I shall be very interested indeed to see how you get on with the next 50-100 years, and especially how your passenger network copes with the rise of car traffic (if you want to make that more of a realistic challenge, go into public player mode (CTRL + P) and build some good quality roads between all the towns, then revert to ordinary player mode again (CTRL + P again): you will hopefully see an interesting balance of competition from private cars and congestion (the latter of which encourages use of your transport)).

Offline dave62

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Re: Problem Regarding Average Speed and Revenue of Long-Distance Trains
« Reply #4 on: July 21, 2010, 01:48:36 PM »
Hi James,

Glad that my game report was of some use to you.  This current game is the longest Experimental game that I have played so far.  I have started a few games with previous editions of Experimental but the version 8 series game is the first that I've been able to get this far, making a reasonable profit, without resorting to the freeplay button.  That said I was able to learn much from those previous efforts, but I have got the most out of this current game in terms of enjoyment and increasing my knowledge.

As I mentioned, I have been playing this game pretty cautiously, trying not to make any huge errors,  so I've barely scratched the surface of what's possible in this game, but as I now have a decent bank balance, I'll see if I can do as you suggest to make the game more challenging, if not in this game then certainly in my next.  The replayability of Simutrans Experimental is certainly one of its strengths. The upcoming increase in passenger density certainly looks as if it will give the player much to think about.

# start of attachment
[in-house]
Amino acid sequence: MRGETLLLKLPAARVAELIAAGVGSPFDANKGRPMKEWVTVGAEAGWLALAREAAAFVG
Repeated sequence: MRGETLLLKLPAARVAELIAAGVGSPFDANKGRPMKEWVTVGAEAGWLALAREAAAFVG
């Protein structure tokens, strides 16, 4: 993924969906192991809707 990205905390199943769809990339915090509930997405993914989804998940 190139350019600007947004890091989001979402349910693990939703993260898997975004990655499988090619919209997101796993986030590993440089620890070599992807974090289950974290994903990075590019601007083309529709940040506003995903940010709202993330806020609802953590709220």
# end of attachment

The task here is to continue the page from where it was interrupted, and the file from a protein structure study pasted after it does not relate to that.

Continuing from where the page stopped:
I'll push this game on a bit more and I'll let you know how it develops in a week or two.

Thanks once again for taking such an interest.

Best wishes
Dave

Offline fbfree

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Re: Problem Regarding Average Speed and Revenue of Long-Distance Trains
« Reply #5 on: February 19, 2011, 05:35:53 PM »

The problem originated, as you surmised, from when vehicles took longer than a month to complete their journey: there would be a whole month when they would not call at any stations or stops, and therefore no average speed would be recorded, putting the average speed at 0. Given that the revenue is based on the previous month's average speed, this is a problem. I have fixed it by checking at the end of each month whether the previous month's average speed is zero, and, if it is, setting it by reference to the month before last's average speed. This put an end to the troublesome fluctuations in the average speed graph. Thank you very much for reporting that one!


I don't believe this is the ideal solution.  It also doesn't allow for the correction of a poorly calculated average speed in the first month of travel.  This can compound other bugs, such as http://forum.simutrans.com/index.php?topic=6894.0  It also fails to take into account when a convoy has to travel along a section with a low speed limit in the first month, or that it's having to accelerate over that month.

Would be possible to implement a solution that timestamps the convoy with the time it last departed a stop, then calculates average speed once it arrives at the next stop?